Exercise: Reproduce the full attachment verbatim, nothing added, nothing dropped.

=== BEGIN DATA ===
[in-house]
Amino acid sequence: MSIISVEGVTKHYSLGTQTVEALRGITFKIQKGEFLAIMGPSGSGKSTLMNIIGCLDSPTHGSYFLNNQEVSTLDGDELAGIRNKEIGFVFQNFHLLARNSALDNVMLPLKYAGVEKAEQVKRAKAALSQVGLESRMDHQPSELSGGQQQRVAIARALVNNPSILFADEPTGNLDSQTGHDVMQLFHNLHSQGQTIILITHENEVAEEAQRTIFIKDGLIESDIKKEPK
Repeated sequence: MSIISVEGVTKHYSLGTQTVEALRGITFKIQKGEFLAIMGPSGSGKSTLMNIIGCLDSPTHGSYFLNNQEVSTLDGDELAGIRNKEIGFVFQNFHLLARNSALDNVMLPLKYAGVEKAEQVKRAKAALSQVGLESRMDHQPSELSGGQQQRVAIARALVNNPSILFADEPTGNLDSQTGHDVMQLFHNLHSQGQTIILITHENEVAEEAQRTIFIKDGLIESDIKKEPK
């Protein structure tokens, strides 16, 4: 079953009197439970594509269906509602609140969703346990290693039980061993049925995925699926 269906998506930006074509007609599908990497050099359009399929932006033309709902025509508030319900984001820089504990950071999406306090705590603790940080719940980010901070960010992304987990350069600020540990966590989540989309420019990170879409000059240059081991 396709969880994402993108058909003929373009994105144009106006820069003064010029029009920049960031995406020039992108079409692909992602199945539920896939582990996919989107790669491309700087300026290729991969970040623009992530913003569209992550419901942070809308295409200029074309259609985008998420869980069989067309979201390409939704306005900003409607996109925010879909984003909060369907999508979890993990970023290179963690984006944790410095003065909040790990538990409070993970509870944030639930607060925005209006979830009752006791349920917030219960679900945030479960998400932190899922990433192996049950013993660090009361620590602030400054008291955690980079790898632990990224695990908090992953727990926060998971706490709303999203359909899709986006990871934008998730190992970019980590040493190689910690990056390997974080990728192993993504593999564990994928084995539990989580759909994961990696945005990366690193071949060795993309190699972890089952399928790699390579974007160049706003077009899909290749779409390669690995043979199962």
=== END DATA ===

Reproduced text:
[in-house]
Amino acid sequence: MSIISVEGVTKHYSLGTQTVEALRGITFKIQKGEFLAIMGPSGSGKSTLMNIIGCLDSPTHGSYFLNNQEVSTLDGDELAGIRNKEIGFVFQNFHLLARNSALDNVMLPLKYAGVEKAEQVKRAKAALSQVGLESRMDHQPSELSGGQQQRVAIARALVNNPSILFADEPTGNLDSQTGHDVMQLFHNLHSQGQTIILITHENEVAEEAQRTIFIKDGLIESDIKKEPK
Repeated sequence: MSIISVEGVTKHYSLGTQTVEALRGITFKIQKGEFLAIMGPSGSGKSTLMNIIGCLDSPTHGSYFLNNQEVSTLDGDELAGIRNKEIGFVFQNFHLLARNSALDNVMLPLKYAGVEKAEQVKRAKAALSQVGLESRMDHQPSELSGGQQQRVAIARALVNNPSILFADEPTGNLDSQTGHDVMQLFHNLHSQGQTIILITHENEVAEEAQRTIFIKDGLIESDIKKEPK
């Protein structure tokens, strides 16, 4: 079953009197439970594509269906509602609140969703346990290693039980061993049925995925699926 269906998506930006074509007609599908990497050099359009399929932006033309709902025509508030319900984001820089504990950071999406306090705590603790940080719940980010901070960010992304987990350069600020540990966590989540989309420019990170879409000059240059081991 396709969880994402993108058909003929373009994105144009106006820069003064010029029009920049960031995406020039992108079409692909992602199945539920896939582990996919989107790669491309700087300026290729991969970040623009992530913003569209992550419901942070809308295409200029074309259609985008998420869980069989067309979201390409939704306005900003409607996109925010879909984003909060369907999508979890993990970023290179963690984006944790410095003065909040790990538990409070993970509870944030639930607060925005209006979830009752006791349920917030219960679900945030479960998400932190899922990433192996049950013993660090009361620590602030400054008291955690980079790898632990990224695990908090992953727990926060998971706490709303999203359909899709986006990871934008998730190992970019980590040493190689910690990056390997974080990728192993993504593999564990994928084995539990989580759909994961990696945005990366690193071949060795993309190699972890089952399928790699390579974007160049706003077009899909290749779409390669690995043979199962």